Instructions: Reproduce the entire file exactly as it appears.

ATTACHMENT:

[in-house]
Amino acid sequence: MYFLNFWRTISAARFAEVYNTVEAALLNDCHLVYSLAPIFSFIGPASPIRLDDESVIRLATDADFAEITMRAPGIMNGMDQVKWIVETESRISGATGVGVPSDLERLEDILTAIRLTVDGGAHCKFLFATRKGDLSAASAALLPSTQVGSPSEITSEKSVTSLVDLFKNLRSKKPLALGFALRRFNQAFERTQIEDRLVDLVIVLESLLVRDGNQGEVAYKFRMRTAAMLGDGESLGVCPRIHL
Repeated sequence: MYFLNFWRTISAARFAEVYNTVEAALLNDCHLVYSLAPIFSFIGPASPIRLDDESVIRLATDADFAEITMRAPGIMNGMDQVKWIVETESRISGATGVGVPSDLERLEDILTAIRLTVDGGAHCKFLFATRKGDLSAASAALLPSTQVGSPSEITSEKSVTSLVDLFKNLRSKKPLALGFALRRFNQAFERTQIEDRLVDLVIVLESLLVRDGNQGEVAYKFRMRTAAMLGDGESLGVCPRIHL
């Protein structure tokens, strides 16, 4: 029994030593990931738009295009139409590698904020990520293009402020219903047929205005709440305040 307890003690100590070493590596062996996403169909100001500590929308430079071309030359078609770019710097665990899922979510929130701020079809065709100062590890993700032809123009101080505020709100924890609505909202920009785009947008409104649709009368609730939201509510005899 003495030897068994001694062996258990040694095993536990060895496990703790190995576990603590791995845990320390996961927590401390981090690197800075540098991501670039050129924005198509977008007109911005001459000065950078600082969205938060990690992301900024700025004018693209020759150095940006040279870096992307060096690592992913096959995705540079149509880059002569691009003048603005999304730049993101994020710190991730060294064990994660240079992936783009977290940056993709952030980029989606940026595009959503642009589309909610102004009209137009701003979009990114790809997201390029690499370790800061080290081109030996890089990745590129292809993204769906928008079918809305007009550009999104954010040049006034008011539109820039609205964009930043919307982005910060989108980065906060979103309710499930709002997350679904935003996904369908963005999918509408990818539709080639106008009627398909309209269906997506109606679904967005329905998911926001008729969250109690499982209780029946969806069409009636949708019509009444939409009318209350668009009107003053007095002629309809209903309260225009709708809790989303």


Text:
[in-house]
Amino acid sequence: MYFLNFWRTISAARFAEVYNTVEAALLNDCHLVYSLAPIFSFIGPASPIRLDDESVIRLATDADFAEITMRAPGIMNGMDQVKWIVETESRISGATGVGVPSDLERLEDILTAIRLTVDGGAHCKFLFATRKGDLSAASAALLPSTQVGSPSEITSEKSVTSLVDLFKNLRSKKPLALGFALRRFNQAFERTQIEDRLVDLVIVLESLLVRDGNQGEVAYKFRMRTAAMLGDGESLGVCPRIHL
Repeated sequence: MYFLNFWRTISAARFAEVYNTVEAALLNDCHLVYSLAPIFSFIGPASPIRLDDESVIRLATDADFAEITMRAPGIMNGMDQVKWIVETESRISGATGVGVPSDLERLEDILTAIRLTVDGGAHCKFLFATRKGDLSAASAALLPSTQVGSPSEITSEKSVTSLVDLFKNLRSKKPLALGFALRRFNQAFERTQIEDRLVDLVIVLESLLVRDGNQGEVAYKFRMRTAAMLGDGESLGVCPRIHL
């Protein structure tokens, strides 16, 4: 029994030593990931738009295009139409590698904020990520293009402020219903047929205005709440305040 307890003690100590070493590596062996996403169909100001500590929308430079071309030359078609770019710097665990899922979510929130701020079809065709100062590890993700032809123009101080505020709100924890609505909202920009785009947008409104649709009368609730939201509510005899 003495030897068994001694062996258990040694095993536990060895496990703790190995576990603590791995845990320390996961927590401390981090690197800075540098991501670039050129924005198509977008007109911005001459000065950078600082969205938060990690992301900024700025004018693209020759150095940006040279870096992307060096690592992913096959995705540079149509880059002569691009003048603005999304730049993101994020710190991730060294064990994660240079992936783009977290940056993709952030980029989606940026595009959503642009589309909610102004009209137009701003979009990114790809997201390029690499370790800061080290081109030996890089990745590129292809993204769906928008079918809305007009550009999104954010040049006034008011539109820039609205964009930043919307982005910060989108980065906060979103309710499930709002997350679904935003996904369908963005999918509408990818539709080639106008009627398909309209269906997506109606679904967005329905998911926001008729969250109690499982209780029946969806069409009636949708019509009444939409009318209350668009009107003053007095002629309809209903309260225009709708809790989303």